Y Story: Diana Geller
When Diana Geller thinks back on her time at the YMCA-YWCA of the National Capital Region, she starts to tear-up, “The Y just had such a profound impact on my life - it is really emotional for me.”
Living in Montreal, Diana’s mother moved her and her siblings to Ottawa when she was just 5 years old. “My mom had finally made the decision to leave my father, whom she described as ‘difficult’ to live with. My father was a Holocaust survivor and I believe my mother, siblings, and I experienced intergenerational trauma as a result of his horrendous experiences in Poland and Germany during World War II.”
The Y became part of Diana’s life when she was just 13 years old. It was a time of transition; her mother had just become a single parent and was reliant on social assistance to take care of her family. The new home they were creating happened to be within walking distance of what is now the Taggart family Y.
“Within a month of moving, my mom went to the Y and negotiated free memberships for myself and my siblings. I volunteered two hours a week at the Y throughout all of my high school life and in turn, I was able to take the Junior Leaders in Training Program, attend years of camp, and join swimming and first aid lessons.”
Upon graduating from high school Diana earned her engineering degree, followed by her Bachelors of Education. After 30 years of teaching high school math and science, combined with volunteering and coaching approximately 35 teams and clubs, Diana has had the opportunity to work with children and youth from diverse backgrounds. She has witnessed first-hand the ways kids deal with what life has to throw at them.
“I think children and youth need to be physically and mentally active in order to grow and reach their potential. It helps them build resilience to weather life’s storms, and to build confidence. They need strong and positive role models who exemplify values that, above all else, value people over possessions. I believe children and youth grow through doing, and experience. This is why the Y is so important. It provides experiences: encouraging working together, and opportunities to be physically active across a wide range of sports. Most importantly, the Y tries to include any child who turns to them for experiences and opportunities.”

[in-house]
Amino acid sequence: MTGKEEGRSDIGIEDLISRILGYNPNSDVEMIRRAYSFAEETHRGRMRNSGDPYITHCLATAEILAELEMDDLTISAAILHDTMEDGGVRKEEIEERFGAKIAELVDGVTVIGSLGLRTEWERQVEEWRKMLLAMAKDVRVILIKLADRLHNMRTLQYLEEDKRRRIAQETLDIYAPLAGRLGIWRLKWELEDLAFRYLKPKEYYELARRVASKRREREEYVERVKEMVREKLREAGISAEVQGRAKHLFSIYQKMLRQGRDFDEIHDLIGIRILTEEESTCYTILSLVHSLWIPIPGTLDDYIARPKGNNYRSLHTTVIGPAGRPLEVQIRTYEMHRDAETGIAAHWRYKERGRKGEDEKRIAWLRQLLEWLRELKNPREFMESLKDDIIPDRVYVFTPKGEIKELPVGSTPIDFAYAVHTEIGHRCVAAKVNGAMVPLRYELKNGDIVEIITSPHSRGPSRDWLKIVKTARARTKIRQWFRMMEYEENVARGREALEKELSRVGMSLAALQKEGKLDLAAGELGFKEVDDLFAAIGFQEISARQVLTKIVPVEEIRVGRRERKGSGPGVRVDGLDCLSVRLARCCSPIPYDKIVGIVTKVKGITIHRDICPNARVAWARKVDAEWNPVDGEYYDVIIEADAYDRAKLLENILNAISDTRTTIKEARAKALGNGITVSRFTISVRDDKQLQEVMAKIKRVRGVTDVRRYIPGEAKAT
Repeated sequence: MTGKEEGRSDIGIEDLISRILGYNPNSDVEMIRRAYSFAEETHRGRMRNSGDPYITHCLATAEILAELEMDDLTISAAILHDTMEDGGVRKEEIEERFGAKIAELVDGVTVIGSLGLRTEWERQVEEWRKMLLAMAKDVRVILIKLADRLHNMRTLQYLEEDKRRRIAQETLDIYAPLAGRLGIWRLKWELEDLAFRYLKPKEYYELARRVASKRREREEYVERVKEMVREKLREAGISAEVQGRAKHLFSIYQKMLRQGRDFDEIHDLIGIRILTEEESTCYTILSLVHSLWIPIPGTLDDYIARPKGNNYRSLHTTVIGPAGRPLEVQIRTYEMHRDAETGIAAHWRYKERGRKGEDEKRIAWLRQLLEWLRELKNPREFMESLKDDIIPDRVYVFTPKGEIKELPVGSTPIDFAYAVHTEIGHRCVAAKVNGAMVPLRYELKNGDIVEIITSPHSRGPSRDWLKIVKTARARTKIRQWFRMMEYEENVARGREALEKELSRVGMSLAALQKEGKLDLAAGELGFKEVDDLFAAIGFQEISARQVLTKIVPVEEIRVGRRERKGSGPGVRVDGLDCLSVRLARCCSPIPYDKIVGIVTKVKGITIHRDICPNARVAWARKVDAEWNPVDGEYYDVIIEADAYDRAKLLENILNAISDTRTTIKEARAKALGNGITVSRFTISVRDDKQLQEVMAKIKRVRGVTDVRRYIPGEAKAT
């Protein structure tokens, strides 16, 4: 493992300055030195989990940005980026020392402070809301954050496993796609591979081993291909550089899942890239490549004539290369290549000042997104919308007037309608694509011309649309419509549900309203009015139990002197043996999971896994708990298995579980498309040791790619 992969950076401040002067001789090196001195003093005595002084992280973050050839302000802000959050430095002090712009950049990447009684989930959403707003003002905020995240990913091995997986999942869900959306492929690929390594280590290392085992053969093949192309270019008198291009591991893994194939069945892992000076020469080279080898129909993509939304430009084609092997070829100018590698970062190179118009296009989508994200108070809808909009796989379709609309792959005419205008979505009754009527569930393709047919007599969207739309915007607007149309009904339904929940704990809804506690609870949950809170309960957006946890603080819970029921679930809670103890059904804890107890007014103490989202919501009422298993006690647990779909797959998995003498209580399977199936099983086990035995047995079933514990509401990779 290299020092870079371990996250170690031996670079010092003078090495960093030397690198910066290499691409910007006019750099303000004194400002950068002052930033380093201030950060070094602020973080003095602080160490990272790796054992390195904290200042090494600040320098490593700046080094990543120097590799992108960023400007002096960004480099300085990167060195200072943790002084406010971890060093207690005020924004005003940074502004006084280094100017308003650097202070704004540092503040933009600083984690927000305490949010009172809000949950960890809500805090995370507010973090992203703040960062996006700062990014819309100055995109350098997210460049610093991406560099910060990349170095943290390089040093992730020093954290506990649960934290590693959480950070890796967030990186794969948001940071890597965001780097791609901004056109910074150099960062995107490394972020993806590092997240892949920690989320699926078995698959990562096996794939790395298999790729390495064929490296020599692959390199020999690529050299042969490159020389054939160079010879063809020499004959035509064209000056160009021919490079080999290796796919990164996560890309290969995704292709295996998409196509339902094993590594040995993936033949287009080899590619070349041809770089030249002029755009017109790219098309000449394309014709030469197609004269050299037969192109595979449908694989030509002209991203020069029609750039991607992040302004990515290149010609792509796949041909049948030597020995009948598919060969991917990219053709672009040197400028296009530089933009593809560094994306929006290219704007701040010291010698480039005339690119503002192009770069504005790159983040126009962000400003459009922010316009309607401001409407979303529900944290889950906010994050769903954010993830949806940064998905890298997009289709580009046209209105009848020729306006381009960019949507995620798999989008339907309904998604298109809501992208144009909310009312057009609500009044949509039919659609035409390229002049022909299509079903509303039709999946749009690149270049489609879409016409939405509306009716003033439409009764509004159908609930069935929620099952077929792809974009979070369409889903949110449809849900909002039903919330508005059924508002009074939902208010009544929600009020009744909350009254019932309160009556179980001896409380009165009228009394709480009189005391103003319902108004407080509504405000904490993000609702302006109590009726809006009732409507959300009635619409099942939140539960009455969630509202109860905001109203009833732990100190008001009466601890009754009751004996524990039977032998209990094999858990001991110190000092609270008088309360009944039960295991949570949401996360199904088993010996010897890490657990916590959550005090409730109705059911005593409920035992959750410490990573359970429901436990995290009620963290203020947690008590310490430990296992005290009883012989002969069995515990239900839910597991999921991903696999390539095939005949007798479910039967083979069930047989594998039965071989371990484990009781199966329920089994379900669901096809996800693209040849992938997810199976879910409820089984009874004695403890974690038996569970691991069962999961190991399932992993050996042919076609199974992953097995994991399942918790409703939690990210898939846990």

Recently Diana sat down and reflected on her experience at the Y, and it moved her to become part of the Y’s monthly giving program and furthermore, to include a legacy gift to the organization in her will. When asked what motivated her to make this decision she shared,
“I truly believe that the Y was the single most important factor in my life that allowed me to move from growing up below the poverty line, from some very traumatic family circumstances, to becoming a part of the middle class. I have been able to have a family and have financial stability and security, as well as a rewarding career teaching kids. I hope that I can help some other disadvantaged youth to have the opportunity to move out of their disadvantaged life circumstance.
“I think the Y embodies what can be described as the best of Canadian values: giving opportunities, valuing the importance of physical activity, and not caring about a person’s race, circumstances, gender, or sexual orientation. I whole-heartedly believe in the organization’s importance within Canadian society. It has stood the test of time, it stretches internationally, and it has a holistic view of what is important for healthy communities.”
Diana, thank you for sharing what a positive influence the Y has had on your life, thank you for devoting your life to mentoring the hundreds of kids who have passed through your classroom over the past thirty years - but most importantly, thank you for giving kids the opportunity to experience positive and life-changing programs at the Y, creating moments that would otherwise be out of reach.